Author: James Joyce
Release Date: July, 2003 [EBook #4300] [This file was first posted on December 27, 2001] [Edition 12 posted June 30th, 2002] [Date last updated: November 26, 2004]
Character set encoding: ASCII
Please Note: This etext edition of the Project Gutenberg Ulysses by James Joyce is based on the pre-1923 print editions. Any suggested changes to this etext should be based on comparison to that print edition, and not to the new 1986 and later print editions.
*** Start of the project gutenberg EBOOK Ulysses ***
This etext was prepared by Col Choat email@example.com.
— I —
Stately, plump buck Mulligan came from the stairhead, bearing a bowl of lather on which a mirror and a razor lay crossed. A yellow dressinggown, ungirdled, was sustained gently behind him by the mild morning air. He held the bowl aloft and intoned:
—INTROIBO ad ALTARE DEI.
Halted, he peered down the dark winding stairs and called out coarsely:
—Come up, Kinch! Come up, you fearful jesuit!
Solemnly he came forward and mounted the round gunrest. He faced about and blessed gravely thrice the tower, the surrounding land and the awaking mountains. Then, catching sight of Stephen Dedalus, he bent towards him and made rapid crosses in the air, gurgling in his throat and shaking his head. Stephen Dedalus, displeased and sleepy, leaned his arms on the top of the staircase and looked coldly at the shaking gurgling face that blessed him, equine in its length, and at the light untonsured hair, grained and hued like pale oak.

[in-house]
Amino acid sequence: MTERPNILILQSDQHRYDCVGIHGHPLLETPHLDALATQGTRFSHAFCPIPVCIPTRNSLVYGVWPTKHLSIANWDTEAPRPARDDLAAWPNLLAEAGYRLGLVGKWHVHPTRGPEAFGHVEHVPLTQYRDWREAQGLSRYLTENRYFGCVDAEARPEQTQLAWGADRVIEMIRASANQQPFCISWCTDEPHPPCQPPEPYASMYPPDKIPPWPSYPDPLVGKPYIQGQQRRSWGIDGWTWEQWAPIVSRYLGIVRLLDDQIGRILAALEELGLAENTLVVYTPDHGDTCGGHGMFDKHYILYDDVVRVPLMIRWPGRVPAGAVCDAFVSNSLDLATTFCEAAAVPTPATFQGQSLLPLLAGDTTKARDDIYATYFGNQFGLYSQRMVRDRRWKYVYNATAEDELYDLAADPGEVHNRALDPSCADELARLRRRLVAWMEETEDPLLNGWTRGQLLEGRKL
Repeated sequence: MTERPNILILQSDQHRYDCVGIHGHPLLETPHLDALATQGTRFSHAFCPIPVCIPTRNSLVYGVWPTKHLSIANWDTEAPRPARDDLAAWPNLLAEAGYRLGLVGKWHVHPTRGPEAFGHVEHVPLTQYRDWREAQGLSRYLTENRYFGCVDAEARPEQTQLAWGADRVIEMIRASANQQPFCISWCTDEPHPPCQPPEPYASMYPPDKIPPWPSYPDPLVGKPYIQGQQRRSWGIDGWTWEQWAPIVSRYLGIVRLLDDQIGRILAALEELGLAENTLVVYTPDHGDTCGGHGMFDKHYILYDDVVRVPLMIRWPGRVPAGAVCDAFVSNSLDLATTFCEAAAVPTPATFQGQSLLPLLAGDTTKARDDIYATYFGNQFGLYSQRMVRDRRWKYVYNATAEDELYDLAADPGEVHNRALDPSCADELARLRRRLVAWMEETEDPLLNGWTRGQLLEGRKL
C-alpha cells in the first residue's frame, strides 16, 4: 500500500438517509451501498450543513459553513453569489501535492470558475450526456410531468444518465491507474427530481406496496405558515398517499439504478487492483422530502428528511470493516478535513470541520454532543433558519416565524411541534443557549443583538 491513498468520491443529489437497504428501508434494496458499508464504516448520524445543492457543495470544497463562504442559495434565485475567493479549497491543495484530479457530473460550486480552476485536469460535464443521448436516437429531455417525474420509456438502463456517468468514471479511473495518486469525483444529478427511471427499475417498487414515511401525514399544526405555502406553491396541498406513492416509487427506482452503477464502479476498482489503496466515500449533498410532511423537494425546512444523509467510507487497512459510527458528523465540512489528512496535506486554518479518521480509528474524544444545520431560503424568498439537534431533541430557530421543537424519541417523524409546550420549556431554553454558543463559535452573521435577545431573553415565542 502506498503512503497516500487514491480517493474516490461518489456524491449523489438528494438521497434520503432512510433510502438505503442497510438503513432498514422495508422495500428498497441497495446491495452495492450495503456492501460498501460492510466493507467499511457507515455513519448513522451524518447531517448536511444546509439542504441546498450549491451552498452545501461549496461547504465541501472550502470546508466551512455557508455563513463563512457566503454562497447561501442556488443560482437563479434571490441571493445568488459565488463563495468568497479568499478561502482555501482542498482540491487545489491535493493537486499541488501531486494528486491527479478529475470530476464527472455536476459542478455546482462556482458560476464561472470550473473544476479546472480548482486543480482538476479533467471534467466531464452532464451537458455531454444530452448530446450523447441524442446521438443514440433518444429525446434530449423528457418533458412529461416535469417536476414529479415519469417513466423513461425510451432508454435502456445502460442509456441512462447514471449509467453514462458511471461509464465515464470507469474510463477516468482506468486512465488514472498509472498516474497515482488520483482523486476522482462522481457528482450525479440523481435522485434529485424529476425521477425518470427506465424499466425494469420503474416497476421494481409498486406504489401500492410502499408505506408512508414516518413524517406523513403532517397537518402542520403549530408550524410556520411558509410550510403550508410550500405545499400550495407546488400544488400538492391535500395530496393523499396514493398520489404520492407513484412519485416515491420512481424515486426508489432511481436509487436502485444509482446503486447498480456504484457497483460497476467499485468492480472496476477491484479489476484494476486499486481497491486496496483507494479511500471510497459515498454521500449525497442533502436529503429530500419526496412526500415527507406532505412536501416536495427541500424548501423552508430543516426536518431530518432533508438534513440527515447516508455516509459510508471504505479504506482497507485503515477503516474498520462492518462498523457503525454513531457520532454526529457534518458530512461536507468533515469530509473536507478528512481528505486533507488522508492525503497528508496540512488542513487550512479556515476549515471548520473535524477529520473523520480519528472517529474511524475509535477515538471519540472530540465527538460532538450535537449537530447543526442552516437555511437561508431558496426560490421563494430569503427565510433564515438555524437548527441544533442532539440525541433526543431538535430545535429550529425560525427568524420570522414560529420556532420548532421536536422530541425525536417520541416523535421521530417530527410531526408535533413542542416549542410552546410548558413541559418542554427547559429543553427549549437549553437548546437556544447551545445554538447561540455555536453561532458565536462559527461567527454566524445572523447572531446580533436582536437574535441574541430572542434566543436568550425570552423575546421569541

Buck Mulligan peeped an instant under the mirror and then covered the bowl smartly.
—Back to barracks! he said sternly.
He added in a preacher’s tone:
—For this, O dearly beloved, is the genuine Christine: body and soul and blood and ouns. Slow music, please. Shut your eyes, gents. One moment. A little trouble about those white corpuscles. Silence, all.
He peered sideways up and gave a long slow whistle of call, then paused awhile in rapt attention, his even white teeth glistening here and there with gold points. Chrysostomos. Two strong shrill whistles answered through the calm.
—Thanks, old chap, he cried briskly. That will do nicely. Switch off the current, will you?
He skipped off the gunrest and looked gravely at his watcher, gathering about his legs the loose folds of his gown. The plump shadowed face and sullen oval jowl recalled a prelate, patron of arts in the middle ages. A pleasant smile broke quietly over his lips.
—The mockery of it! he said gaily. Your absurd name, an ancient Greek!